2. An organism; such as, a mosquito or a tick, that carries disease-causing microorganisms from one host to another one: A vector picks up disease organisms from sources of infections from infected blood or feces, carries them inside or on their bodies, and then deposits them where they infect a new host, either directly or indirectly.
A vector can be any agent (person or animal or microorganism) that carries and transmits a disease. For example, mosquitos are vectors of malaria, West Nile virus, and yellow fever and fleas are vectors of the plague. Aphids are transmitters of plant diseases. When medical scientists refer to vectors they are usually talking about insects.3. A bacteriophage, plasmid, or other agent that transfers genetic material from one cell to another cell: Genetic engineering relies on the use of vectors when creating or cloning cells.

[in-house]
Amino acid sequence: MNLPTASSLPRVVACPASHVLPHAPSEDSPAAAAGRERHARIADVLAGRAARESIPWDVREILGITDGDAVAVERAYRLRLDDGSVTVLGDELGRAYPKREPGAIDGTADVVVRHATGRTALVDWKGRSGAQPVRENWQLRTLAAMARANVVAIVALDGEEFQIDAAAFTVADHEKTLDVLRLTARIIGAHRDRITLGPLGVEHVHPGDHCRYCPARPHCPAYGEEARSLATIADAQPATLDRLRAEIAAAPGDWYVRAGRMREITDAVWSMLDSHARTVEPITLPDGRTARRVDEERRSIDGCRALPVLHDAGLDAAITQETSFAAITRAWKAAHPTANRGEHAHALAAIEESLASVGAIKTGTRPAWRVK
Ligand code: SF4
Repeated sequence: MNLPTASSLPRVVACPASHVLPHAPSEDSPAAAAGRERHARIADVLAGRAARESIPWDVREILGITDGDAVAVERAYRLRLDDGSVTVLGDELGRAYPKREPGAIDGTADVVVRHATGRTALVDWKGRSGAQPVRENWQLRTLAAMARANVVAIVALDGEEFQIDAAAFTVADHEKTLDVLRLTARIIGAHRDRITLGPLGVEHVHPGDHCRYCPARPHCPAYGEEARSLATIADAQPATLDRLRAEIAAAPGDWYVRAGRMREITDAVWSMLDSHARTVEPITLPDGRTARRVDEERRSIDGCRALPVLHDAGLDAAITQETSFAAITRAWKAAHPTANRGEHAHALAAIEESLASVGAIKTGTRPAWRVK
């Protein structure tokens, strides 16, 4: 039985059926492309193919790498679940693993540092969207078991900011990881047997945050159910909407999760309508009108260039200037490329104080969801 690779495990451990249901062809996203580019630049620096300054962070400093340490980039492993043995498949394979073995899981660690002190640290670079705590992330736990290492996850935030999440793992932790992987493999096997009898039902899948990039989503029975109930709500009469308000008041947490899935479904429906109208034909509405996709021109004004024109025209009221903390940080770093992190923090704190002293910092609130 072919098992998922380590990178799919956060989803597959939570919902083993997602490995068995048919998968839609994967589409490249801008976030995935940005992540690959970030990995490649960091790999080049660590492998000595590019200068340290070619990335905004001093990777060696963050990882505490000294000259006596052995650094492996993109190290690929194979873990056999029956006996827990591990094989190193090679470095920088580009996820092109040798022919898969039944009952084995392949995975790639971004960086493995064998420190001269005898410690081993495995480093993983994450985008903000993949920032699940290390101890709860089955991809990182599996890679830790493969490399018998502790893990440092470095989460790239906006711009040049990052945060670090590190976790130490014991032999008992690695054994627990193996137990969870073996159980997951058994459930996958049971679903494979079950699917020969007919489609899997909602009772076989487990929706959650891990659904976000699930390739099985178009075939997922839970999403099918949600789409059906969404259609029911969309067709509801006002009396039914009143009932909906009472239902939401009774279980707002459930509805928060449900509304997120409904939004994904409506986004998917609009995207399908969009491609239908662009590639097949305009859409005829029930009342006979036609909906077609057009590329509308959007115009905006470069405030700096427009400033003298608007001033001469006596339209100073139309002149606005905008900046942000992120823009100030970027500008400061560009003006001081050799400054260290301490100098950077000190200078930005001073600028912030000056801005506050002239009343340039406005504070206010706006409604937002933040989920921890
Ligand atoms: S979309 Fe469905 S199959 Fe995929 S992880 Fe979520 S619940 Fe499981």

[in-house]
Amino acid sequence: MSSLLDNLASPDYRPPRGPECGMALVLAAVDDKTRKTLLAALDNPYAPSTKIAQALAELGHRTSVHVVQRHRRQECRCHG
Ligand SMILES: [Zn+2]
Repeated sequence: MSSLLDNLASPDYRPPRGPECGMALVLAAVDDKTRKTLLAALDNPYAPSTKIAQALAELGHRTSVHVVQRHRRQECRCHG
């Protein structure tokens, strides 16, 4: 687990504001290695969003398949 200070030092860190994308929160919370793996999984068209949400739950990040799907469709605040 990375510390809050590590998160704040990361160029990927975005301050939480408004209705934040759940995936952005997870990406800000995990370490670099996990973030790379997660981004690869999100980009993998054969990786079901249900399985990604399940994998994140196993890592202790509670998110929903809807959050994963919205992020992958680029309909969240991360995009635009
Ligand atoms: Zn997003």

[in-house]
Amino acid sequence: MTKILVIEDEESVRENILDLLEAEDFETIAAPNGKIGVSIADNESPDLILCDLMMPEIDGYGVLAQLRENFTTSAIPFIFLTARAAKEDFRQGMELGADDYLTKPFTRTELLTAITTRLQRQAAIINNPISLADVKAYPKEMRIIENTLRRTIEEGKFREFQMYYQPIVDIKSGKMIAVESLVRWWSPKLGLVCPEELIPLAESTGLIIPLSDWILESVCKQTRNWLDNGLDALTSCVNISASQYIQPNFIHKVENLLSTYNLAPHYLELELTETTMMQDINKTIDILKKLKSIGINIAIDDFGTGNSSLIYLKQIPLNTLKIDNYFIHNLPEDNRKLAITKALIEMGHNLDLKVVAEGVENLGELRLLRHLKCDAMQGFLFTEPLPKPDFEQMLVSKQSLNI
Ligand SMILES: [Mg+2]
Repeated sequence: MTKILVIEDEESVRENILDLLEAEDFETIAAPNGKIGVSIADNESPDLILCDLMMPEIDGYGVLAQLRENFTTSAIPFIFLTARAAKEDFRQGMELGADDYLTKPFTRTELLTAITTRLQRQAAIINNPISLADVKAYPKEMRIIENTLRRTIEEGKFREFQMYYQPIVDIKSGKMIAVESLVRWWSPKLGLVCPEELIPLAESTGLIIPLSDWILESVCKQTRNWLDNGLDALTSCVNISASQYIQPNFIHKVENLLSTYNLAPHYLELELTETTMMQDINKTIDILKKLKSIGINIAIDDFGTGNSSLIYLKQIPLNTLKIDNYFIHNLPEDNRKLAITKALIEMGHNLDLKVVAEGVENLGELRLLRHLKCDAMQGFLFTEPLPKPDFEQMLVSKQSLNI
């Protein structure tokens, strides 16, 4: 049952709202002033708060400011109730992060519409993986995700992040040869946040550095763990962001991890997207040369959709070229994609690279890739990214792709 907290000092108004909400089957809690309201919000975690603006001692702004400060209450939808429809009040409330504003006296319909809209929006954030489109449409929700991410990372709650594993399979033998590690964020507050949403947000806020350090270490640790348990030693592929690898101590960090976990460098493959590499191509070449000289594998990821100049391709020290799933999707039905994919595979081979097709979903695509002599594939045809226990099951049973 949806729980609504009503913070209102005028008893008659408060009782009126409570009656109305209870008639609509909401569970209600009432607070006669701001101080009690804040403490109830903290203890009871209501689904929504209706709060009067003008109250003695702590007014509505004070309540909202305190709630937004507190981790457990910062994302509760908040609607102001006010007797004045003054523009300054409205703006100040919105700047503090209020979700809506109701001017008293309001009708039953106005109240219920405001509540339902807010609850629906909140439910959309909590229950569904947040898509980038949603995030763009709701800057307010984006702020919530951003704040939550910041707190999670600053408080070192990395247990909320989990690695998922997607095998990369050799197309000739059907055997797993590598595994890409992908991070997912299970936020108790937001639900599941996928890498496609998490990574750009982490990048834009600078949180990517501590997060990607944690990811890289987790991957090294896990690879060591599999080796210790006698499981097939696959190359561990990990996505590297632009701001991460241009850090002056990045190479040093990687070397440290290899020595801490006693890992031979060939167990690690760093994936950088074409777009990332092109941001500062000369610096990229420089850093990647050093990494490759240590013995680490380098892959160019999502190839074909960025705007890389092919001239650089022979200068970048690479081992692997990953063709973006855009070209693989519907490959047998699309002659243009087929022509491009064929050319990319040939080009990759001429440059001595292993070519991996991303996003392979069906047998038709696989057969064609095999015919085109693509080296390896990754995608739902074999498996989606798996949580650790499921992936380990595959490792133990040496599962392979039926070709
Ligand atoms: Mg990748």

4. A computer memory location containing the address of a code; usually, some kind of operating system service: By changing the vector to point to a different piece of code, it is possible to modify the behavior of the operating system of a computer.
A radio transmitter was vectoring the hikers towards safety after they got lost in the jungle.
2. The force on a stationary positive electrical charge per unit charge at a point in an electric field.
It is usually measured in volts per meter.
An increase in vector-borne diseases can be associated with changes in weather conditions; such as, prolonged droughts.
If a quantity has magnitude, but not direction, it is called a scalar. Temperature, length, and mass are examples of scalars.